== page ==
There were about a dozen more papers which looked interesting, but I could not locate the full text of, despite having access to the library at a world leading university. There were many other papers where the grammar of the article was so hard to follow it was difficult to work out what the author was trying to say. Then there were the bulk of papers which did not seem to be saying much at all, at least nothing new.
One thing which would help such a search would be the ability to limit it to open access publications. Unfortunately, Google Scholar does not appear to have this option. Adding the phrase "open access" to the search doesn't really help: some papers are open access, but others are about open access and others are from a publisher which mentions other papers are (but no the one cited). A search using a specialized open access search tool "OAIster" resulted in only eighteen papers on ICT sustainability for 2017. Of these eighteen papers there were five of interest, but three had no link to download and two were behind paywalls of for-profit publishers (thus not open access). The publications which appear to be most readily available are Masters theses from European open universities.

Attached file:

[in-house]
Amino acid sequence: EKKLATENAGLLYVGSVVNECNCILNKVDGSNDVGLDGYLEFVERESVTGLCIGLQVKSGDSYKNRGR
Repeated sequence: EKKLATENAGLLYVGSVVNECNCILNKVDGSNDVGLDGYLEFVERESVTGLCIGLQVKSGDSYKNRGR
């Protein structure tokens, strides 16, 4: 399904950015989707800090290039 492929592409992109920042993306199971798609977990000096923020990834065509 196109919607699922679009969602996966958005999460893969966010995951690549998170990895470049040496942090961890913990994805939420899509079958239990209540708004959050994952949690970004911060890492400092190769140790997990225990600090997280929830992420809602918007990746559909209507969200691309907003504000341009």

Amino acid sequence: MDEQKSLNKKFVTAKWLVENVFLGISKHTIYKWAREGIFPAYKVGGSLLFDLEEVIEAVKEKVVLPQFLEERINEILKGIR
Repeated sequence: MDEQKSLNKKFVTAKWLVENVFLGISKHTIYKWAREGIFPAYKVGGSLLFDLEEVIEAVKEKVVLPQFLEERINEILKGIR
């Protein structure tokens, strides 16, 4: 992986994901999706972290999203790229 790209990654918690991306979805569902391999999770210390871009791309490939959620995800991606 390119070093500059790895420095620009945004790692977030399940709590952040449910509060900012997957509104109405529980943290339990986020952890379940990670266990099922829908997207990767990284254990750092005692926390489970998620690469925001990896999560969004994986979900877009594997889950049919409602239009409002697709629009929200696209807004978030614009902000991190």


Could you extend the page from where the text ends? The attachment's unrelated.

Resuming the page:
An Hign, D., Gholami, R., & Shirazi, F. (2017). ICT and environmental sustainability. Telematics and Informatics, 34(4), 85-95. URL https://doi.org/10.1016/j.tele.2017.01.001
Wagner, K. C. (2017). Towards a Green Global Golden Age?: ICT enabled cornucopian sustainability and a suggestion for its reform. Master Thesis Series in Environmental Studies and Sustainability Science. URL http://lup.lub.lu.se/student-papers/record/8912373
Versteijlen, M., Salgado, F. P., Groesbeek, M. J., & Counotte, A. (2017). Pros and cons of online education as a measure to reduce carbon emissions in higher education in the Netherlands. Current Opinion in Environmental Sustainability, 28, 80-89. URL https://doi.org/10.1016/j.cosust.2017.09.004